CORRECTION: At the 1:24 mark it should be that Liberia expressed interest in hosting the AFRICOM headquarters, not Libya.

AFRICOM was established by the Pentagon on October 1, 2008. Its been nearly 10 years of this regional command structure so we must ask, what has it achieved?

This 10 year timeline was brought to you by the Black Alliance for Peace.

By Eddie Haywood in the USA:

7 January 2019

In the wake of a hotly contested poll December 30 in the Democratic Republic of the Congo (DRC), the Trump administration has deployed a contingent of troops to nearby Gabon, for the purpose of “protecting US assets from possible violent demonstrations” following the election to determine a successor to longtime leader Joseph Kabila. Election results which had been expected to be released Sunday by election officials have been delayed indefinitely due to a delay counting all ballots.

Trump sent a letter to US House Speaker Nancy Pelosi Friday informing Congress that he had ordered the indefinite deployment of around 80 troops to Gabon to protect US citizens and embassy officials in the DRC. Trump’s letter noted that the first soldiers arrived in the country on Wednesday with the “appropriate combat equipment and supported by military aircraft.” The letter also stated that more troops could be deployed to Gabon, the Republic of Congo and the DRC “as needed.”

By deploying troops to the region, Washington is making it clear that it intends to install a pliant government in Kinshasa that will ensure that America’s economic interests in the country are secured. Trump’s proclamations of “America First” in foreign policy does not mean a retreat from the intervention in the affairs of other nations or the flowering of peace; rather it means the naked pursuit of American imperialist geopolitics by economic and military means against adversaries and allies alike.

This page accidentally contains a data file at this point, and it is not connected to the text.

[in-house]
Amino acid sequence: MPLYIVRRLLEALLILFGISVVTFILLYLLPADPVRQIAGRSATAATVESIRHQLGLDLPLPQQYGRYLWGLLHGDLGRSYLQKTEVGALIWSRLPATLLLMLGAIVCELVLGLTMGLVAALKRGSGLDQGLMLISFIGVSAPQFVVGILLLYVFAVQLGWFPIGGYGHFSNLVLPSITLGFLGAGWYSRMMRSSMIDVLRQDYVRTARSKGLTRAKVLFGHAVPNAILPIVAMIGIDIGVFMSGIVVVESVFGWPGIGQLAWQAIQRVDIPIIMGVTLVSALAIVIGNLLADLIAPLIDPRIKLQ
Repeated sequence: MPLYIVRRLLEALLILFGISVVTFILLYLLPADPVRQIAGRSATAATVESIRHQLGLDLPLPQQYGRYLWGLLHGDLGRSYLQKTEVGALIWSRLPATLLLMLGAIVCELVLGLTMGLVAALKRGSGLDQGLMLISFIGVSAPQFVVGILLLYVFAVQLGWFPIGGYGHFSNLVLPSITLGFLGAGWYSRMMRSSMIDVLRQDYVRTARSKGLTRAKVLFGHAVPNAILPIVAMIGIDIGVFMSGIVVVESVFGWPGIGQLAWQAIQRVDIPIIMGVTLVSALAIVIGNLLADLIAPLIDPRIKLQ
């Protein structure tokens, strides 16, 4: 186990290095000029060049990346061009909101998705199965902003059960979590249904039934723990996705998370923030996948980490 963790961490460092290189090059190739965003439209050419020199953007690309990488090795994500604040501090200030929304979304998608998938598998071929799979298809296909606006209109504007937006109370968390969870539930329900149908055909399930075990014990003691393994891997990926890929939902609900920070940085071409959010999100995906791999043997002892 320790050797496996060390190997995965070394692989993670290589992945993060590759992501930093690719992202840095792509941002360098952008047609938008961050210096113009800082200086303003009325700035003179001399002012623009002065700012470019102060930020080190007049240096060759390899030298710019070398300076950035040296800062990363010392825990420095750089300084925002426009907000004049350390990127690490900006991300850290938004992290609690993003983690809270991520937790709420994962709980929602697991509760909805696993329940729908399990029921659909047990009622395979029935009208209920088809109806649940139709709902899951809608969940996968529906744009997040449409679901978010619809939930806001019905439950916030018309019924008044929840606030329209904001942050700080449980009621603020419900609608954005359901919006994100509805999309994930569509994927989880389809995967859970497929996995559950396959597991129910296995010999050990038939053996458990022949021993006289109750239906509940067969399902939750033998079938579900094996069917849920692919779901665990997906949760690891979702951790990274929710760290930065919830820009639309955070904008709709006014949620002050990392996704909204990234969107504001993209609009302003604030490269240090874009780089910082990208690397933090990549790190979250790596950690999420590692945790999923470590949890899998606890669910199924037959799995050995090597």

The military operation must also be understood within the framework of America’s imperialist aims in Africa of reasserting America’s geopolitical dominance despite its economic decline relative to its global rivals. To this end, Washington has escalated its military operations in nearly every corner of Africa with the key aim of neutralizing Beijing’s vast economic influence on the continent.

Washington’s latest military maneuver puts into practice the strategy laid out in a speech delivered last month by Trump’s National Security Adviser John Bolton in which he identified the entire African continent as a field of “great power” competition between the United States and its two main competitors, China and Russia, which have been increasing their investments in many Africa countries. Bolton denounced Beijing and Moscow for “predatory practices” that “threaten the financial independence of African nations; inhibit opportunities for US investment; interfere with US military operations; and pose a significant threat to US national security interests.”